• The event is sent into the target list. This is when the target list is traversed and for each matched target the event context object is created. The event context object attaches to the tracker. The tracker records how many event contexts are expected and how many event context are actually created. When the processing of the event failed early and the event context was not created there will be less event contexts tracked than tracker expects. The whole point of ELAPI is to try to log as much as possible even if logging into some of the targets failed. Tracker object helps with this goal. It compares number of expected event contexts to the actual number of event context and makes sure that the caller does not wait for the completion of the logging of the event when the event context creation already failed. The event context object keeps reference to the resolved event, target's sink array and other target related properties. At this stage the event starts its journey through the callback chain.
  • The callback chain for each event context object consist of the sequence of operations executed by one high level processing callback function. This is the function that looks at the event context, determines its state and does an operation it is supposed to do in this state. Then it schedules execution of the itself again passing in the event context. When time comes the function is called again but now the event is in a different state so different operation is performed. The list of operations includes doing a logging operation via interrogating with the sink object or calling a user provided callback in a specific state. Think about this function being a rocket in the table tennis when someone just juggles the ball (event context) on the rocket. Just imagine that every time the ball hits the rocket the internal reaction happens and the ball changes its color. Same here, the ball i.e. the event context goes through the chain of states and finally gets destroyed when the event is successfully logged, operation failed or was canceled by application via callback return code. One of the states is interrogating with sink. What is done in this state depends upon the state of the sink. The sink can be active so the event will be scheduled for logging. As soon as the file descriptor is ready for writing the event will be written into the file descriptor. The sink can be suspended, then depending upon the configuration the sink might be skipped or the ELAPI might decide that it is time to revive the sink. If the logging into the sink fails the event context will be scheduled to start over with next sink in the chain.
  • When the async logging call is executed the caller needs to provide the callback and a "flags" argument. The flags argument determines in which state(s) the application provided callback needs to be executed. By default the callback will be executed when the processing of the sink chain ends due to error or success and when all the copies of the same event destined for different targets complete their journey.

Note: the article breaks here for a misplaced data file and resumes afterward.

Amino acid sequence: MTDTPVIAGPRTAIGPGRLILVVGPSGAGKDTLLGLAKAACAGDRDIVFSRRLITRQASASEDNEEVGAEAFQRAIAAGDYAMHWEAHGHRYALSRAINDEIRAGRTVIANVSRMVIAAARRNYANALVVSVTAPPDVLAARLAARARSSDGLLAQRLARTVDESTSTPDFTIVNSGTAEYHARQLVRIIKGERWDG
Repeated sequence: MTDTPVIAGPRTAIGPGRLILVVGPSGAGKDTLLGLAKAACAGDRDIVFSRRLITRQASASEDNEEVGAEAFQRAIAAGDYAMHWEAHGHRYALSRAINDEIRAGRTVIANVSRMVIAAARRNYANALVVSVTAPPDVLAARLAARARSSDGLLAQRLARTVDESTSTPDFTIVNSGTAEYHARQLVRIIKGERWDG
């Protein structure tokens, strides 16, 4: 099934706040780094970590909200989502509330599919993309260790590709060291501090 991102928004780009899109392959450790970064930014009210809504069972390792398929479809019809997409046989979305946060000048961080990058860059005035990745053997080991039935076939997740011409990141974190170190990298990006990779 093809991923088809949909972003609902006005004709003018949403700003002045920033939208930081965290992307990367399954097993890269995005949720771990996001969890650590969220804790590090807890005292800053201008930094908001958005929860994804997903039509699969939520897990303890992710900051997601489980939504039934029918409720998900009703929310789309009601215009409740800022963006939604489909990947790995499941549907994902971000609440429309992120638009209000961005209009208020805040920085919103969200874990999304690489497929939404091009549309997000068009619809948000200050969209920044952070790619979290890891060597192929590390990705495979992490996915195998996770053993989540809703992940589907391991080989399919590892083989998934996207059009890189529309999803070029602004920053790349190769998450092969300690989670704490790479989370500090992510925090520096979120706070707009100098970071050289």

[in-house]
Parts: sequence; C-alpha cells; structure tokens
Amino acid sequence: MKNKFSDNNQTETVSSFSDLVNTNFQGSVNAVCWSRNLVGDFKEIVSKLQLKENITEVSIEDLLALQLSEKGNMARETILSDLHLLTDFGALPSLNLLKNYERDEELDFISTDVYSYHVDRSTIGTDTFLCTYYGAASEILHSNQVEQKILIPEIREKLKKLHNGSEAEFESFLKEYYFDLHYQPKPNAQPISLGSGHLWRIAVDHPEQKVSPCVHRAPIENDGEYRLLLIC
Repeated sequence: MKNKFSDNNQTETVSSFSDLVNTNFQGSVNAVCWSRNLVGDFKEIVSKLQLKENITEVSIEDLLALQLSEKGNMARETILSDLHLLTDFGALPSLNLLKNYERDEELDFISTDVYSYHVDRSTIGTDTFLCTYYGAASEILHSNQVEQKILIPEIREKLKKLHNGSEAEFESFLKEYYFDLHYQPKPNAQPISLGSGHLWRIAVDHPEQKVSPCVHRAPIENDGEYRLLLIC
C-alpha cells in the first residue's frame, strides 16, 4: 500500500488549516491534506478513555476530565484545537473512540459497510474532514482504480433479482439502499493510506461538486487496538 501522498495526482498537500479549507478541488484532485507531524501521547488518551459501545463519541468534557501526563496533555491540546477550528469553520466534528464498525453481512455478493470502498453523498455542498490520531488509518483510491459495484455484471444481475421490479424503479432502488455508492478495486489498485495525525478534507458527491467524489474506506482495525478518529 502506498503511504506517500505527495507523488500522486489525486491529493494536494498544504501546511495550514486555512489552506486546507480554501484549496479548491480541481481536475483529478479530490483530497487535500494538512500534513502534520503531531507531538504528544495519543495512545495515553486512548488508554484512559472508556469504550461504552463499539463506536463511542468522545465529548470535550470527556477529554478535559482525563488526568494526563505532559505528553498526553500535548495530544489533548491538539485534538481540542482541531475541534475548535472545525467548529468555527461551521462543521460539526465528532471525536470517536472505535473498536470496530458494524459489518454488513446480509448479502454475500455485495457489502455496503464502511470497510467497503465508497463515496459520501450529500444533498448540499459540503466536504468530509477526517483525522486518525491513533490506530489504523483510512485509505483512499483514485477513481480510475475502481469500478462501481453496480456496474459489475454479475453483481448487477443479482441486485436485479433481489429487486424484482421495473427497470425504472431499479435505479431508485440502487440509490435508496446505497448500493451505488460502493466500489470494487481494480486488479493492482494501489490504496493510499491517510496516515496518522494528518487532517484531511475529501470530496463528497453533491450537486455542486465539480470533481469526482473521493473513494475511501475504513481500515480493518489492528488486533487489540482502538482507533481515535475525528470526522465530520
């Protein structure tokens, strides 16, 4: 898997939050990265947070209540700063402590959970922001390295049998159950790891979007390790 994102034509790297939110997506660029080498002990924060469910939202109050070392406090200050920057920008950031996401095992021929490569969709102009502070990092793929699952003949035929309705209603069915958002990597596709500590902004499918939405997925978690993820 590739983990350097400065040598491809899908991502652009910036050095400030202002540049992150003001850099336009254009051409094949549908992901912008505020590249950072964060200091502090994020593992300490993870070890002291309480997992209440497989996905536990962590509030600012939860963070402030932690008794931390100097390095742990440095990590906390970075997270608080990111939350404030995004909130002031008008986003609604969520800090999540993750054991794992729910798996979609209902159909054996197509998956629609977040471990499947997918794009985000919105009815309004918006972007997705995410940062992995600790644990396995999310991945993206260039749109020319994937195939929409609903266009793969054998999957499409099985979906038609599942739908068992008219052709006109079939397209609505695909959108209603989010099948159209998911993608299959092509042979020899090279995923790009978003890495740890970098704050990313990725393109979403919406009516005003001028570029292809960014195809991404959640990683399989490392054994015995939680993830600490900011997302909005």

Module List

  • elapi_dispatcher.c - code to create and destroy dispatcher
  • elapi_dispatcher.h - interface definition for dispatcher related operations. This interface is external.
  • elapi_log.c - code to log the event synchronously or asynchronously
  • elapi_log.h - interface to log the event synchronously or asynchronously. This interface is external.
  • elapi_event.c - code to construct events and templates from key-value pairs and collections
  • elapi_event.h - interface to the event creation functions. This interface is external.
  • elapi_ioctl.c - specific code to populate the network related attributes
  • elapi_ioctl.h - header for specific code to populate the network related attributes
  • elapi_net.h - header for specific code to populate the network related attributes
  • elapi_resolve.c - code to resolve the elements of the event
  • elapi_subst.c - code to perform substitution used in resolution code
  • elapi_error.c - code to implement error and status object. Used by synch code to keep track of the aggregated result.
  • elapi_error.h - interface to the event object. This interface is external. It consists of two parts. One for processing results after the synch call returns to caller and another for building of the synch wrappers.
  • elapi_loop.c - code to implement internal event loop.
  • elapi_loop.h - intern event loop callbacks. This interface is external.
  • elapi_async.c - code to create the object that has all the async callbacks
  • elapi_async.h - interface to the async object. This interface is external.
  • elapi_target.c - code to implement target object.
  • elapi_target.h - interface to the target object. This interface is internal.
  • elapi_sink.c - code to implement sink object.
  • elapi_sink.h - interface to the sink object. This interface is internal.
  • elapi_evctx.c - code to implement event context object
  • elapi_evctx.h - interface to the event context object. This interface is internal.
  • elapi_tracker.c - code to implement tracker object
  • elapi_tracker.h - interface to the tracker object. This interface is internal.
  • elapi_priv.h - the main internal ELAPI header file that defines all the internal data
  • elapi_plugin.h - the internal ELAPI header file that defines the provider interface
  • elapi_defines.h - some of the ELAPI constants
  • elapi.h - high level header that includes all public interfaces exposed by ELAPI
  • elapi_basic.c - the basic object for data serialization
  • elapi_basic.h - interface to the basic data serialization object. This interface is internal but supposed to be used by the providers.